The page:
Map of life expectancy at birth from Global Education Project.

Friday, August 04, 2006

It's Hard Work

So where am I going with this? I think that people find evolution hard to accept principally because it only makes sense when you have enough information, enough pieces of the puzzle, to put together the big picture. Our schools aren't giving people enough of those pieces, so the fragments they do hear about just don't make sense to them.

My previous post had a lot of fairly mind boggling information, and it assumes that people already have a lot of background. Some ideas I would venture to say that the large majority of Americans do understand, for example that all life consists of microscopic elements called cells, and that the big things we can see, including us, cosist of vast numbers of cells, while some organisms consist of only a single cell.

But the basic idea of DNA -- that it is a chemical which somehow encodes the instructions for making chemicals essential to life, that in the multicellular organisms, it somehow controls the developmental process that creates the structure of the body and the functioning of its various organs, and that it is sometimes copied imperfectly, making changes in the organism possible over time -- is probably pushing the envelope. (Actually, it's even a bit more complicated than that. Development depends on the interaction between DNA and the cellular environment that unfolds beginning with the zygote, that cell formed from the fusion of the gametes.)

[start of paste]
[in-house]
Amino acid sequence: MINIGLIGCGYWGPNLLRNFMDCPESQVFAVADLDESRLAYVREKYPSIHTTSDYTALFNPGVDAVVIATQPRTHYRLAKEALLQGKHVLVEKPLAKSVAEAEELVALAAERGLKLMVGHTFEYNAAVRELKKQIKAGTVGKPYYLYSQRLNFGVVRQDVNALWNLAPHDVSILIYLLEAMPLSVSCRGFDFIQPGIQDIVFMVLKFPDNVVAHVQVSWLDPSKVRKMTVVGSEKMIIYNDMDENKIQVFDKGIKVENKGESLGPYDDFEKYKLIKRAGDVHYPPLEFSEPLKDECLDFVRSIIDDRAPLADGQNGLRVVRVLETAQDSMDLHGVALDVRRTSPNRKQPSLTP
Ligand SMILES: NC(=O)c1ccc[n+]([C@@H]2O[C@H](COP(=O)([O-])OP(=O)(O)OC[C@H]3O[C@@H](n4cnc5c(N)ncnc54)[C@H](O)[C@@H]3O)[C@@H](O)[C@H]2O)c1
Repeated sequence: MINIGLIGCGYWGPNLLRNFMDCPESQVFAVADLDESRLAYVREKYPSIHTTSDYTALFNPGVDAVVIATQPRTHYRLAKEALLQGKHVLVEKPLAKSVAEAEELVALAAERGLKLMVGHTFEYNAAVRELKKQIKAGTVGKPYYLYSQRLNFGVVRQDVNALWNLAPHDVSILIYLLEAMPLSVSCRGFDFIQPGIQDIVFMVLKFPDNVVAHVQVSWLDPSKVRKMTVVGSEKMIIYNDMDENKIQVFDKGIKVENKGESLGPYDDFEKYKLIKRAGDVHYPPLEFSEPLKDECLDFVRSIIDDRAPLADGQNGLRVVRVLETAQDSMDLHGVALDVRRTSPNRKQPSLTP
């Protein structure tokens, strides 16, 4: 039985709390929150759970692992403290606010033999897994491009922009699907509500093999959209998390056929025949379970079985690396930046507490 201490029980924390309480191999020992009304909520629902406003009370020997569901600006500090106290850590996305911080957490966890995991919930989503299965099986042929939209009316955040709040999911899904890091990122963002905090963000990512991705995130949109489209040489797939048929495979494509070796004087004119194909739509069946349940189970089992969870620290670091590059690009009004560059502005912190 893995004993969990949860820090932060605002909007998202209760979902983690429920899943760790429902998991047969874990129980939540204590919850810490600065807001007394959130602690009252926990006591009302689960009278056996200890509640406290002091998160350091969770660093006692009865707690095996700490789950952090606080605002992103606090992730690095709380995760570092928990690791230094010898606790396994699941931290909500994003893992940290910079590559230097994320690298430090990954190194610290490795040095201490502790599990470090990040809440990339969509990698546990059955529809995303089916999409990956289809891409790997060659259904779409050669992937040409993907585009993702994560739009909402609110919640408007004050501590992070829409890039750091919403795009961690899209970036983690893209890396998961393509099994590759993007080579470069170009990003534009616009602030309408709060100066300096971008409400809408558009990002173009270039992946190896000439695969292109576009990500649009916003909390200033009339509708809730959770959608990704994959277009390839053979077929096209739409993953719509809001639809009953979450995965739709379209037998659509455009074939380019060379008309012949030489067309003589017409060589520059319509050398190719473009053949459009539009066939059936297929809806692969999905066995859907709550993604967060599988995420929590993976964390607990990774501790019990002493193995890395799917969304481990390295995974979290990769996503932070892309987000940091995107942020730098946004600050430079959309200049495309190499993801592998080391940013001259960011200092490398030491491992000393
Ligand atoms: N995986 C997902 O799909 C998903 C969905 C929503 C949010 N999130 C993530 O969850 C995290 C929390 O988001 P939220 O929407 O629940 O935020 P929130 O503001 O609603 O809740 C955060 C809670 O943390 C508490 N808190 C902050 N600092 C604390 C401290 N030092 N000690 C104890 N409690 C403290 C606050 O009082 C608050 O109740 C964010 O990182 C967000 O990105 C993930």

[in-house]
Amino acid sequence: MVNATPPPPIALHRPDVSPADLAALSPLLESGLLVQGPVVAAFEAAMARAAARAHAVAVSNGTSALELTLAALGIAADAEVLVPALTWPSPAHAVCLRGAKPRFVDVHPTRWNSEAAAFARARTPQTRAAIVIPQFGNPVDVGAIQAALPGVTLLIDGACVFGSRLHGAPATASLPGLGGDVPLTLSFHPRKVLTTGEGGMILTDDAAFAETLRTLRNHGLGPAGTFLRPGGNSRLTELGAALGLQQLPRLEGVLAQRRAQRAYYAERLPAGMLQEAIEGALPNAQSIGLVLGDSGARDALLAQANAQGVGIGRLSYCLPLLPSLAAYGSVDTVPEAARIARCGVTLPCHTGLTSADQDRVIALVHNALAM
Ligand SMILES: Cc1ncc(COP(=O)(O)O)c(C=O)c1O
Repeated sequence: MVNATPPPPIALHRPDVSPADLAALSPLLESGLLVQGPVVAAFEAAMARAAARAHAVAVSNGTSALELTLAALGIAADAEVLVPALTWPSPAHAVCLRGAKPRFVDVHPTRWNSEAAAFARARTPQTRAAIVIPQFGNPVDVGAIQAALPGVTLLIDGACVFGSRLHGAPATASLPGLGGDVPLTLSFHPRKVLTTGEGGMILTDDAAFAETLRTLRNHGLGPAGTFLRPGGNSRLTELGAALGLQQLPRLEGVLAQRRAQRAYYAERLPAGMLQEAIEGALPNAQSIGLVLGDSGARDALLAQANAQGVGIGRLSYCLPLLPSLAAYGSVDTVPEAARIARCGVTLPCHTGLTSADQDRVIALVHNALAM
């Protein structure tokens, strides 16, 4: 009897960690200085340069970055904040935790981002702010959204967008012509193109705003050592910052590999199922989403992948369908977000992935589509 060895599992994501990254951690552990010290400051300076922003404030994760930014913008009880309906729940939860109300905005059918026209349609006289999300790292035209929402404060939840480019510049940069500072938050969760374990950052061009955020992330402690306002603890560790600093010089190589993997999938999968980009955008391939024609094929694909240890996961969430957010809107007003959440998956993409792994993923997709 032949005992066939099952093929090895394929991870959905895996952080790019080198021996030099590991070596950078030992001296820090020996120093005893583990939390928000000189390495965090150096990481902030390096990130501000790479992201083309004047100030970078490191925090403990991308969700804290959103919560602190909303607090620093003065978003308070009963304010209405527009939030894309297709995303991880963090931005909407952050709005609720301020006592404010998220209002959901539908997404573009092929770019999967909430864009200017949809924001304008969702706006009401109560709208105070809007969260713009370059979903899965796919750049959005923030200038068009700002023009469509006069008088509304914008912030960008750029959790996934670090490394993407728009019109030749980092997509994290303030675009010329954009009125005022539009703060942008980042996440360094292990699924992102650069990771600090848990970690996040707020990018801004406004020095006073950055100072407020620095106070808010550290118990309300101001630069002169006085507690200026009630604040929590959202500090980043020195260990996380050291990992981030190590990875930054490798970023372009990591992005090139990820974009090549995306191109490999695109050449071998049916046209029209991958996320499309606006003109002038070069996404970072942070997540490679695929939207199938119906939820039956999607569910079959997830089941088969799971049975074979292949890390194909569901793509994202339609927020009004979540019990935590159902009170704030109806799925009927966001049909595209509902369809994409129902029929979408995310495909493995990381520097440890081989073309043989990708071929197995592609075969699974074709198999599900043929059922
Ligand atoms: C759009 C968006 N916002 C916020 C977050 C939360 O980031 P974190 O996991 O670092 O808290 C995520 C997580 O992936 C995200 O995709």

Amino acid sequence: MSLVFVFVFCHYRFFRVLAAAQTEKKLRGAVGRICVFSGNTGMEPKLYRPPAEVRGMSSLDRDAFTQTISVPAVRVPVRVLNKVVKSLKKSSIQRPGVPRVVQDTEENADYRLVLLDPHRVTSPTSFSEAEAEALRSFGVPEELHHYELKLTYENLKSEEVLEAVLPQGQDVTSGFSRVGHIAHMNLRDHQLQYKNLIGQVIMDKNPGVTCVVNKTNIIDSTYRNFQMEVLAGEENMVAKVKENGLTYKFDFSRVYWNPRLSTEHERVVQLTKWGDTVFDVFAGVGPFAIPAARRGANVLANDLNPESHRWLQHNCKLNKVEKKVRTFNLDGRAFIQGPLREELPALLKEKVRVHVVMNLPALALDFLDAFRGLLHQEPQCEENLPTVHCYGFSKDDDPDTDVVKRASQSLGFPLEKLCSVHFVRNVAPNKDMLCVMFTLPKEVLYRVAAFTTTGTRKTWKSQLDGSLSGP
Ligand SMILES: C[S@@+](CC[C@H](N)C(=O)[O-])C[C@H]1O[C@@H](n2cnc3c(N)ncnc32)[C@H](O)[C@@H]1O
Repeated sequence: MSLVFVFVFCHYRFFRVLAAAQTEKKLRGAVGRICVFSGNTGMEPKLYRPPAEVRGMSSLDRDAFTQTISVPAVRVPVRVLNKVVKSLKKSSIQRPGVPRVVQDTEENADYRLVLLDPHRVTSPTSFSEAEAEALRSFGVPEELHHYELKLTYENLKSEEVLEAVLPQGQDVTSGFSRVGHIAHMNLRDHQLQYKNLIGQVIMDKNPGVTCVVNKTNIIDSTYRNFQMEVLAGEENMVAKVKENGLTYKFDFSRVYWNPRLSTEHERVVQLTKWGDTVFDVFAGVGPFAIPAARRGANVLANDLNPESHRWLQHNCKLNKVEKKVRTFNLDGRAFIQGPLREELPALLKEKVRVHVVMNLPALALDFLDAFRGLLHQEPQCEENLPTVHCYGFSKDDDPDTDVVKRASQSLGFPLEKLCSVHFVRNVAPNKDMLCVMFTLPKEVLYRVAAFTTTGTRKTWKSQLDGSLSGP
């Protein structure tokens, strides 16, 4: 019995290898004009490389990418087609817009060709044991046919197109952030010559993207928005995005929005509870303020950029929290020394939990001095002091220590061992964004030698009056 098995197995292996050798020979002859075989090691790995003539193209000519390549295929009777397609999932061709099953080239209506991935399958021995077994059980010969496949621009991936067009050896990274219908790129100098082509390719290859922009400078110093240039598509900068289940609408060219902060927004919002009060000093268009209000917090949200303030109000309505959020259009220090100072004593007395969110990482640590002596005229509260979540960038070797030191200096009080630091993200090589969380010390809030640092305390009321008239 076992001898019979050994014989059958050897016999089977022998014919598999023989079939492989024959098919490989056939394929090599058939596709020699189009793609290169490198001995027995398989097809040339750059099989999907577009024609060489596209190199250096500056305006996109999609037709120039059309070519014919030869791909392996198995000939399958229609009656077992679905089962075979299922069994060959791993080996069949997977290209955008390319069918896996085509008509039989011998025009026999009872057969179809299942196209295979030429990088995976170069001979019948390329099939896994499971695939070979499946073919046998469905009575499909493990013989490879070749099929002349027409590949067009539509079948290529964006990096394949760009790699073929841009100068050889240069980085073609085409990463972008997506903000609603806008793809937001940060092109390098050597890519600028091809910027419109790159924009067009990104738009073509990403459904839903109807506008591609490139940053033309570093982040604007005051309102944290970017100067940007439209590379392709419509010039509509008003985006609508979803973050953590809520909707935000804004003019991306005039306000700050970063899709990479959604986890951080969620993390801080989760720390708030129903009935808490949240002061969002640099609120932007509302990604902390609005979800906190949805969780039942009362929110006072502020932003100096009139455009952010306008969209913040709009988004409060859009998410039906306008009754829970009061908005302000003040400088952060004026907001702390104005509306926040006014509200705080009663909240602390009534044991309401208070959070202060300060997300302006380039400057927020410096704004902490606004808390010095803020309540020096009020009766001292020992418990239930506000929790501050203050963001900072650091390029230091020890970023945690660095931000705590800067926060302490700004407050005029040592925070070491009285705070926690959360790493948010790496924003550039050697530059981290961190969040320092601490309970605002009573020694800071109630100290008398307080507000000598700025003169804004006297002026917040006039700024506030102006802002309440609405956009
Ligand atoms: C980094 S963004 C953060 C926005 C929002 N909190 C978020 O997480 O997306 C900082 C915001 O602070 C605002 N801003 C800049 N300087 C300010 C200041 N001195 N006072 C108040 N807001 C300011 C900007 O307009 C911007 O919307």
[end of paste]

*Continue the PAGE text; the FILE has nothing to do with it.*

I also invoked events that happened more than a billion years ago. Who can really grasp such a vast extent of time? But appreciating the time scale is essential to the credibility of evolution, because evolution depends on improbable events. Suppose something happens only once in a thousand years. During the lifetime of 95% of humans, it will never occur. But in a million years, it will occur a thousand times, and in a billion years, it will happen a million times.

Finally, I asked people simply to accept the existence of prokaryotic cells. But where did they come from? In fact, they had at least a billion and a half years or so to evolve between the time when the cosmic bombardment of the earth by debris from the formation of the solar system slowed sufficiently for life to exist, and the emergence of the eukaryotes. But how did the whole thing get started? How could life come about from warm, polluted water?*

We don't know, but we do have plausible ideas. As Prospero asked Ariel, "What seest thou else, in the dark backward and abysm of time?" As regular readers know, I don't normally post on Saturdays because I'm busy with a project. But I will return to this thread on Sunday.

*I note that it is only in very recent times, and thanks to science, that people actually started to find this implausible. Just a couple of hundred years ago, it was widely believed that flies developed spontaneously from rotting meat, and that mice appeared de novo in piles of grain.

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